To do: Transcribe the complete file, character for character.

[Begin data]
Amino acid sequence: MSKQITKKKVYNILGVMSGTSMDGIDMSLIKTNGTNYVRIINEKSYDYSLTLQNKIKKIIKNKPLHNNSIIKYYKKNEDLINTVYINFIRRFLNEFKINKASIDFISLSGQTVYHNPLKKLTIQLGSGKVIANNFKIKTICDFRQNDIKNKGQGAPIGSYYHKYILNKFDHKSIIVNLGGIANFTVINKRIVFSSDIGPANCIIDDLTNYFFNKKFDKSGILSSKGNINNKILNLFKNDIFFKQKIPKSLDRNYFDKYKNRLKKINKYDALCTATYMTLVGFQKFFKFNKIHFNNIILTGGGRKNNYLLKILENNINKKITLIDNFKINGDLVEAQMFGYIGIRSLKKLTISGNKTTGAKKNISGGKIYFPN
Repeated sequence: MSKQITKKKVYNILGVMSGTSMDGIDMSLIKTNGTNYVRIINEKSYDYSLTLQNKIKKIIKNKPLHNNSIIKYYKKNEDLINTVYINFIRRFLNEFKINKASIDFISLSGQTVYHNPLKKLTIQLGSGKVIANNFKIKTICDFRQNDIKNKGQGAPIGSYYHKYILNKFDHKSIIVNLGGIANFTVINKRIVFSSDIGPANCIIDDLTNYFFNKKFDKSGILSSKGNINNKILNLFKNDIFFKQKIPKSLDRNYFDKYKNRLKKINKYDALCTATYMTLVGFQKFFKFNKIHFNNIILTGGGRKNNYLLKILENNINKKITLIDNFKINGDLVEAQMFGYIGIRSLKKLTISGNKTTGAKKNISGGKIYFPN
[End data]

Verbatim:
Amino acid sequence: MSKQITKKKVYNILGVMSGTSMDGIDMSLIKTNGTNYVRIINEKSYDYSLTLQNKIKKIIKNKPLHNNSIIKYYKKNEDLINTVYINFIRRFLNEFKINKASIDFISLSGQTVYHNPLKKLTIQLGSGKVIANNFKIKTICDFRQNDIKNKGQGAPIGSYYHKYILNKFDHKSIIVNLGGIANFTVINKRIVFSSDIGPANCIIDDLTNYFFNKKFDKSGILSSKGNINNKILNLFKNDIFFKQKIPKSLDRNYFDKYKNRLKKINKYDALCTATYMTLVGFQKFFKFNKIHFNNIILTGGGRKNNYLLKILENNINKKITLIDNFKINGDLVEAQMFGYIGIRSLKKLTISGNKTTGAKKNISGGKIYFPN
Repeated sequence: MSKQITKKKVYNILGVMSGTSMDGIDMSLIKTNGTNYVRIINEKSYDYSLTLQNKIKKIIKNKPLHNNSIIKYYKKNEDLINTVYINFIRRFLNEFKINKASIDFISLSGQTVYHNPLKKLTIQLGSGKVIANNFKIKTICDFRQNDIKNKGQGAPIGSYYHKYILNKFDHKSIIVNLGGIANFTVINKRIVFSSDIGPANCIIDDLTNYFFNKKFDKSGILSSKGNINNKILNLFKNDIFFKQKIPKSLDRNYFDKYKNRLKKINKYDALCTATYMTLVGFQKFFKFNKIHFNNIILTGGGRKNNYLLKILENNINKKITLIDNFKINGDLVEAQMFGYIGIRSLKKLTISGNKTTGAKKNISGGKIYFPN